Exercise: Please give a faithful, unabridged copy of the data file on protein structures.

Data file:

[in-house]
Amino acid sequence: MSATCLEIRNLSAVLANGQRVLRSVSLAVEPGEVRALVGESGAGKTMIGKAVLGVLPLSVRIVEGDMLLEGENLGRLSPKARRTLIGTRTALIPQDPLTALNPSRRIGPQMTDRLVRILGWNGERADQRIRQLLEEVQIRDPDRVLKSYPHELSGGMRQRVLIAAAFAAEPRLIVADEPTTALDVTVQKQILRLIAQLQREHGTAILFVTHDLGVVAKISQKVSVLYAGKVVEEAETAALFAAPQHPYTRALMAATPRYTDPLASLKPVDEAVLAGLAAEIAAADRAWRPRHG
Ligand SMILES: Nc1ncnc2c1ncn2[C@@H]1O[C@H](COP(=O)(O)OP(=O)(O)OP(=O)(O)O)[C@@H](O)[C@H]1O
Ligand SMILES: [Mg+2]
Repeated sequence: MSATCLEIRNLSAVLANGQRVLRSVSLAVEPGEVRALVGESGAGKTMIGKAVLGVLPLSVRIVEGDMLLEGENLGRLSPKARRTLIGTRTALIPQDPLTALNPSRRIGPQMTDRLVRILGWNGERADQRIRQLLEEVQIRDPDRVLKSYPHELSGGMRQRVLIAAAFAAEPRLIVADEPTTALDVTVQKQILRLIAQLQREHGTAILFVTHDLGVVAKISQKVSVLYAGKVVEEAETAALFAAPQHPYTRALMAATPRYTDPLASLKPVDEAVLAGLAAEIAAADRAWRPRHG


[in-house]
Amino acid sequence: MSATCLEIRNLSAVLANGQRVLRSVSLAVEPGEVRALVGESGAGKTMIGKAVLGVLPLSVRIVEGDMLLEGENLGRLSPKARRTLIGTRTALIPQDPLTALNPSRRIGPQMTDRLVRILGWNGERADQRIRQLLEEVQIRDPDRVLKSYPHELSGGMRQRVLIAAAFAAEPRLIVADEPTTALDVTVQKQILRLIAQLQREHGTAILFVTHDLGVVAKISQKVSVLYAGKVVEEAETAALFAAPQHPYTRALMAATPRYTDPLASLKPVDEAVLAGLAAEIAAADRAWRPRHG
Ligand SMILES: Nc1ncnc2c1ncn2[C@@H]1O[C@H](COP(=O)(O)OP(=O)(O)OP(=O)(O)O)[C@@H](O)[C@H]1O
Ligand SMILES: [Mg+2]
Repeated sequence: MSATCLEIRNLSAVLANGQRVLRSVSLAVEPGEVRALVGESGAGKTMIGKAVLGVLPLSVRIVEGDMLLEGENLGRLSPKARRTLIGTRTALIPQDPLTALNPSRRIGPQMTDRLVRILGWNGERADQRIRQLLEEVQIRDPDRVLKSYPHELSGGMRQRVLIAAAFAAEPRLIVADEPTTALDVTVQKQILRLIAQLQREHGTAILFVTHDLGVVAKISQKVSVLYAGKVVEEAETAALFAAPQHPYTRALMAATPRYTDPLASLKPVDEAVLAGLAAEIAAADRAWRPRHG